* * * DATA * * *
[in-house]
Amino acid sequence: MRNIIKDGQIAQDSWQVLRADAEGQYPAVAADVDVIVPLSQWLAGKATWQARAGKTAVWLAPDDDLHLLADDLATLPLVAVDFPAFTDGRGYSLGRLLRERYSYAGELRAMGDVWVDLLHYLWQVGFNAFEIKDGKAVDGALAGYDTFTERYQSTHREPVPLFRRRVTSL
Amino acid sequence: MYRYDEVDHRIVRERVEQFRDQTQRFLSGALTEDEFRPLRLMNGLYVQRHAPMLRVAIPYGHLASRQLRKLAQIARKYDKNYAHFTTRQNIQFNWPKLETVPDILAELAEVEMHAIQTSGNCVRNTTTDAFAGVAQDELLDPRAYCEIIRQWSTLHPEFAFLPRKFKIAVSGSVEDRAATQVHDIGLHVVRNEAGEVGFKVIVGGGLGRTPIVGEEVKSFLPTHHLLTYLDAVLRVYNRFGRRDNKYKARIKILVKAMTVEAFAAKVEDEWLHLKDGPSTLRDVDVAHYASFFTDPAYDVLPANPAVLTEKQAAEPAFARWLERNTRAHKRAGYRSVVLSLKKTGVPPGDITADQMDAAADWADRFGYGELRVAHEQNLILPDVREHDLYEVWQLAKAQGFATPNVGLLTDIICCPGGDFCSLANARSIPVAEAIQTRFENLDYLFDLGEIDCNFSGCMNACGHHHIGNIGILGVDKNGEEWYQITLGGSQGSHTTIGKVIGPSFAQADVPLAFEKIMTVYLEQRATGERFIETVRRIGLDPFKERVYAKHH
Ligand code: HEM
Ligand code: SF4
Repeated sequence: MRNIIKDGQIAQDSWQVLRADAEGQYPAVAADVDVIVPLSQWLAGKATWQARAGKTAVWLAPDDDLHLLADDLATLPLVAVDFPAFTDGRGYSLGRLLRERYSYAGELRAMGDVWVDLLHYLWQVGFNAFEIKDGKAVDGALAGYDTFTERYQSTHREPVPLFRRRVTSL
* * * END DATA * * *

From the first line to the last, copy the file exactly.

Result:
[in-house]
Amino acid sequence: MRNIIKDGQIAQDSWQVLRADAEGQYPAVAADVDVIVPLSQWLAGKATWQARAGKTAVWLAPDDDLHLLADDLATLPLVAVDFPAFTDGRGYSLGRLLRERYSYAGELRAMGDVWVDLLHYLWQVGFNAFEIKDGKAVDGALAGYDTFTERYQSTHREPVPLFRRRVTSL
Amino acid sequence: MYRYDEVDHRIVRERVEQFRDQTQRFLSGALTEDEFRPLRLMNGLYVQRHAPMLRVAIPYGHLASRQLRKLAQIARKYDKNYAHFTTRQNIQFNWPKLETVPDILAELAEVEMHAIQTSGNCVRNTTTDAFAGVAQDELLDPRAYCEIIRQWSTLHPEFAFLPRKFKIAVSGSVEDRAATQVHDIGLHVVRNEAGEVGFKVIVGGGLGRTPIVGEEVKSFLPTHHLLTYLDAVLRVYNRFGRRDNKYKARIKILVKAMTVEAFAAKVEDEWLHLKDGPSTLRDVDVAHYASFFTDPAYDVLPANPAVLTEKQAAEPAFARWLERNTRAHKRAGYRSVVLSLKKTGVPPGDITADQMDAAADWADRFGYGELRVAHEQNLILPDVREHDLYEVWQLAKAQGFATPNVGLLTDIICCPGGDFCSLANARSIPVAEAIQTRFENLDYLFDLGEIDCNFSGCMNACGHHHIGNIGILGVDKNGEEWYQITLGGSQGSHTTIGKVIGPSFAQADVPLAFEKIMTVYLEQRATGERFIETVRRIGLDPFKERVYAKHH
Ligand code: HEM
Ligand code: SF4
Repeated sequence: MRNIIKDGQIAQDSWQVLRADAEGQYPAVAADVDVIVPLSQWLAGKATWQARAGKTAVWLAPDDDLHLLADDLATLPLVAVDFPAFTDGRGYSLGRLLRERYSYAGELRAMGDVWVDLLHYLWQVGFNAFEIKDGKAVDGALAGYDTFTERYQSTHREPVPLFRRRVTSL